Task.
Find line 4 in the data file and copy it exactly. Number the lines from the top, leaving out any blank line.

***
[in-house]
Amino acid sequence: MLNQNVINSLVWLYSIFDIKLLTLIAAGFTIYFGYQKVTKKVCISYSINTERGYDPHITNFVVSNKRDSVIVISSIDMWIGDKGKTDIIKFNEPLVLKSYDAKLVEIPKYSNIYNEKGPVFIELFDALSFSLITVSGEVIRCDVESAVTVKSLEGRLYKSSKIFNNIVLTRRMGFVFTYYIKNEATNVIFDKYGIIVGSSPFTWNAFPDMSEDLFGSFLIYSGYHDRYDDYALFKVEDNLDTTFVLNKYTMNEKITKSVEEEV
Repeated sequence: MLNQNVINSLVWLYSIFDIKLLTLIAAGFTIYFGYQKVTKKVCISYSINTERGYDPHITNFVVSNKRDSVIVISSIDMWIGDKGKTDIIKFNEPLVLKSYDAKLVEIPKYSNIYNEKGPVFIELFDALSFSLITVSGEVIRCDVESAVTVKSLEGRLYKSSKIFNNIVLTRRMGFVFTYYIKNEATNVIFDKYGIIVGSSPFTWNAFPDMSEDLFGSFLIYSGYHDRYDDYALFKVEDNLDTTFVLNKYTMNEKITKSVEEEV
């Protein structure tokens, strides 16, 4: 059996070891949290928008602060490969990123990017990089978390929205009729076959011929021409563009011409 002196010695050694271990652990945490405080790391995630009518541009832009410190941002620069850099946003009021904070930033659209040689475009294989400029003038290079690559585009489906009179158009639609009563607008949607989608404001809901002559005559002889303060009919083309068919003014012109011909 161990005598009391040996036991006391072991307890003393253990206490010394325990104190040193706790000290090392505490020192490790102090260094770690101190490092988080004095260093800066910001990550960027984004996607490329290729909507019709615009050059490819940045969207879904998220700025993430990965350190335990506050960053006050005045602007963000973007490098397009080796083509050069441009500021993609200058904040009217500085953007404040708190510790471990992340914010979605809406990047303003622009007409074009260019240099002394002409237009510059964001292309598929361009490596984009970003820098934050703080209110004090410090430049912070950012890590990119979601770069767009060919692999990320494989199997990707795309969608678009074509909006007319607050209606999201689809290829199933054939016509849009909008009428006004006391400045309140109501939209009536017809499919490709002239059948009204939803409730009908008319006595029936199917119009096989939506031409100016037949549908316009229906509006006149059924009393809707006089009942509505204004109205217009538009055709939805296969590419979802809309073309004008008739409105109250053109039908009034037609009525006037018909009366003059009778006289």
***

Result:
């Protein structure tokens, strides 16, 4: 059996070891949290928008602060490969990123990017990089978390929205009729076959011929021409563009011409 002196010695050694271990652990945490405080790391995630009518541009832009410190941002620069850099946003009021904070930033659209040689475009294989400029003038290079690559585009489906009179158009639609009563607008949607989608404001809901002559005559002889303060009919083309068919003014012109011909 161990005598009391040996036991006391072991307890003393253990206490010394325990104190040193706790000290090392505490020192490790102090260094770690101190490092988080004095260093800066910001990550960027984004996607490329290729909507019709615009050059490819940045969207879904998220700025993430990965350190335990506050960053006050005045602007963000973007490098397009080796083509050069441009500021993609200058904040009217500085953007404040708190510790471990992340914010979605809406990047303003622009007409074009260019240099002394002409237009510059964001292309598929361009490596984009970003820098934050703080209110004090410090430049912070950012890590990119979601770069767009060919692999990320494989199997990707795309969608678009074509909006007319607050209606999201689809290829199933054939016509849009909008009428006004006391400045309140109501939209009536017809499919490709002239059948009204939803409730009908008319006595029936199917119009096989939506031409100016037949549908316009229906509006006149059924009393809707006089009942509505204004109205217009538009055709939805296969590419979802809309073309004008008739409105109250053109039908009034037609009525006037018909009366003059009778006289």